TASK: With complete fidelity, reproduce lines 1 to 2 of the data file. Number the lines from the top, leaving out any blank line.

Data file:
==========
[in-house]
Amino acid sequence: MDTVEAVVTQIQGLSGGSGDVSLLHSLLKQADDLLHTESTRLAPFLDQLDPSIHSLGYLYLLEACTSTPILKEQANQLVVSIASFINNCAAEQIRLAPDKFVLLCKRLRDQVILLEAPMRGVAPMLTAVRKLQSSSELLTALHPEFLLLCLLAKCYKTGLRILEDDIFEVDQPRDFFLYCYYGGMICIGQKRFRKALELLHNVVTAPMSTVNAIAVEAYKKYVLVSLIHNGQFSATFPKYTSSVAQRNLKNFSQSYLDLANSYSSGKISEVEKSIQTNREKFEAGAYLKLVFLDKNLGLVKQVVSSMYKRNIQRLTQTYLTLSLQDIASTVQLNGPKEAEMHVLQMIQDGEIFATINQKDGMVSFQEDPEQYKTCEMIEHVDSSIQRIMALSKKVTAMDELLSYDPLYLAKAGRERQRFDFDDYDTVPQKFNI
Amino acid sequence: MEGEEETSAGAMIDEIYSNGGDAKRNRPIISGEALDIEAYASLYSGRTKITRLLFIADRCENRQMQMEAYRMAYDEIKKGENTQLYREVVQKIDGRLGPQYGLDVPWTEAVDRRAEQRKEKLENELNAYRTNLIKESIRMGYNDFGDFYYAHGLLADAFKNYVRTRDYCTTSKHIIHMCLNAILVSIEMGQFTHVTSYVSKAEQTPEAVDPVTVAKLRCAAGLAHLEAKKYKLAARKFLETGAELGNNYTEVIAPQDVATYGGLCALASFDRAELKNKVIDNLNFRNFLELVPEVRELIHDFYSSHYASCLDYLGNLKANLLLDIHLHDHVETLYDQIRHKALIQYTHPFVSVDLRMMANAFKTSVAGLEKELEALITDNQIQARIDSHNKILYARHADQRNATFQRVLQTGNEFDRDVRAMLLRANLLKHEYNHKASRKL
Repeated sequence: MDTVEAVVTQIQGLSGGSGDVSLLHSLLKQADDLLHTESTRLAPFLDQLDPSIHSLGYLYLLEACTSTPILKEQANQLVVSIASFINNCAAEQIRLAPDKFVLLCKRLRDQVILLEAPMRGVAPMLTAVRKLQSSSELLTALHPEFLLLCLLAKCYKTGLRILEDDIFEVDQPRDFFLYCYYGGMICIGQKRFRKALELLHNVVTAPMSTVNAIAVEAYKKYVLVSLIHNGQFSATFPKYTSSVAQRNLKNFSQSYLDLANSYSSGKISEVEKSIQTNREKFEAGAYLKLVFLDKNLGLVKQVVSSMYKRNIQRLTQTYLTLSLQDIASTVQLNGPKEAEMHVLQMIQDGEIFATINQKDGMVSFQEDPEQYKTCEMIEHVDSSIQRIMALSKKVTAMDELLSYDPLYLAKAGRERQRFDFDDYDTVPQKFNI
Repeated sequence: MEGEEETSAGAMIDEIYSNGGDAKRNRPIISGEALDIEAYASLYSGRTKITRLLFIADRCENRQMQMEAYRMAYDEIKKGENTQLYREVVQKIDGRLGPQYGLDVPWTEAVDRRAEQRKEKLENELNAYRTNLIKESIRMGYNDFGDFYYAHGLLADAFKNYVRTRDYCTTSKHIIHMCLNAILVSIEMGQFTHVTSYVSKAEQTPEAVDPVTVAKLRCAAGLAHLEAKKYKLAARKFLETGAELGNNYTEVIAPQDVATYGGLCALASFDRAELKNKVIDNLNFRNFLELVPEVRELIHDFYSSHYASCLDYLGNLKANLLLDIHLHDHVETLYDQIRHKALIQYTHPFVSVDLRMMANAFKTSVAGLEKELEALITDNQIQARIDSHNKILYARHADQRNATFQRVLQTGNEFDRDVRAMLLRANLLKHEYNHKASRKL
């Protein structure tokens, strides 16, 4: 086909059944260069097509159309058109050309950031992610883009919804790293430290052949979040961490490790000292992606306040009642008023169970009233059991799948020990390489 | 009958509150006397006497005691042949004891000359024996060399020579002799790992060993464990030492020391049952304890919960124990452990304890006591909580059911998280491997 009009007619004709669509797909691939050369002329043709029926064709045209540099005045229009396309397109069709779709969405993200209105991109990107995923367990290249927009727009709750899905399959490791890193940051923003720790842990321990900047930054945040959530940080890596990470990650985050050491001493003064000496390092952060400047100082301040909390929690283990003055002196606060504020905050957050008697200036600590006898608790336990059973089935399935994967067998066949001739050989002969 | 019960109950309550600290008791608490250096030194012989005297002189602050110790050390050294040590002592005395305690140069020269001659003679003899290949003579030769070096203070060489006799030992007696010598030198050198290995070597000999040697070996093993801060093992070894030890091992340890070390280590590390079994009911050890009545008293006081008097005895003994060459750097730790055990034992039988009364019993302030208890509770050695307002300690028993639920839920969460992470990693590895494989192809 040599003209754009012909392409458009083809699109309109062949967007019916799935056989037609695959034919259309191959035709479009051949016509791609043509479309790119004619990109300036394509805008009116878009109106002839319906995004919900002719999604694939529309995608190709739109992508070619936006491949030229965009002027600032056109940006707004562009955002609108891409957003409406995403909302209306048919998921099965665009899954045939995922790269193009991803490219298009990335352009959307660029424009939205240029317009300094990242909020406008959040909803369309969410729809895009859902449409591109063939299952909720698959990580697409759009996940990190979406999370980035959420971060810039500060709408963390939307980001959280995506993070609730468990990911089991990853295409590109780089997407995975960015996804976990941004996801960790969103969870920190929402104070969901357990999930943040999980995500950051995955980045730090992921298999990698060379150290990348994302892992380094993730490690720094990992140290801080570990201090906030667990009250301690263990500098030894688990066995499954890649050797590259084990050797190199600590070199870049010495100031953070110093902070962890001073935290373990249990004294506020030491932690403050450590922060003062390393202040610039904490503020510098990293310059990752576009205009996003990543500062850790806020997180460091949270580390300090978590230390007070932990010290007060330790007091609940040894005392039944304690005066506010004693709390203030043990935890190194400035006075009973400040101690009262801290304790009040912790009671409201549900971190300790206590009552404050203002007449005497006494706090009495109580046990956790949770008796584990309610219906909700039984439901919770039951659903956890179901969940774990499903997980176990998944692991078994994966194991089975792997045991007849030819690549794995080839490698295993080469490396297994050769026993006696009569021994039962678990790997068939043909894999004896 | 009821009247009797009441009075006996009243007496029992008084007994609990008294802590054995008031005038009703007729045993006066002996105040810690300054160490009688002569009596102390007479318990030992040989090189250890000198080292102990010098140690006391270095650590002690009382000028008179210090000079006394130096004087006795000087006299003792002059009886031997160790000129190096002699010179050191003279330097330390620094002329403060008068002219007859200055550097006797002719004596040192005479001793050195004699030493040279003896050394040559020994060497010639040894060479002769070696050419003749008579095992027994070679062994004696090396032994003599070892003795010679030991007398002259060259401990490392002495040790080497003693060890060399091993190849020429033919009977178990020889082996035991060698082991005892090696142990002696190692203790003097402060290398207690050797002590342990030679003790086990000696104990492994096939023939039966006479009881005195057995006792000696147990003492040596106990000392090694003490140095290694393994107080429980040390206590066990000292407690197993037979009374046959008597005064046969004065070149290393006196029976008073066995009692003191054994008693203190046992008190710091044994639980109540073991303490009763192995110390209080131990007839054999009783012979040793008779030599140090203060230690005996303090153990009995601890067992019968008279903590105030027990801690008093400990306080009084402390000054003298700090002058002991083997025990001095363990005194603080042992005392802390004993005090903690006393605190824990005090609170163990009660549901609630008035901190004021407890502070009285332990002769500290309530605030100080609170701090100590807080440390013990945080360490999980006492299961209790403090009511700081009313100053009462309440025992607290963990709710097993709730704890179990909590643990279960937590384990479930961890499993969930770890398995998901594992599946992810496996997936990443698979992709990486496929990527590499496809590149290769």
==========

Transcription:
[in-house]
Amino acid sequence: MDTVEAVVTQIQGLSGGSGDVSLLHSLLKQADDLLHTESTRLAPFLDQLDPSIHSLGYLYLLEACTSTPILKEQANQLVVSIASFINNCAAEQIRLAPDKFVLLCKRLRDQVILLEAPMRGVAPMLTAVRKLQSSSELLTALHPEFLLLCLLAKCYKTGLRILEDDIFEVDQPRDFFLYCYYGGMICIGQKRFRKALELLHNVVTAPMSTVNAIAVEAYKKYVLVSLIHNGQFSATFPKYTSSVAQRNLKNFSQSYLDLANSYSSGKISEVEKSIQTNREKFEAGAYLKLVFLDKNLGLVKQVVSSMYKRNIQRLTQTYLTLSLQDIASTVQLNGPKEAEMHVLQMIQDGEIFATINQKDGMVSFQEDPEQYKTCEMIEHVDSSIQRIMALSKKVTAMDELLSYDPLYLAKAGRERQRFDFDDYDTVPQKFNI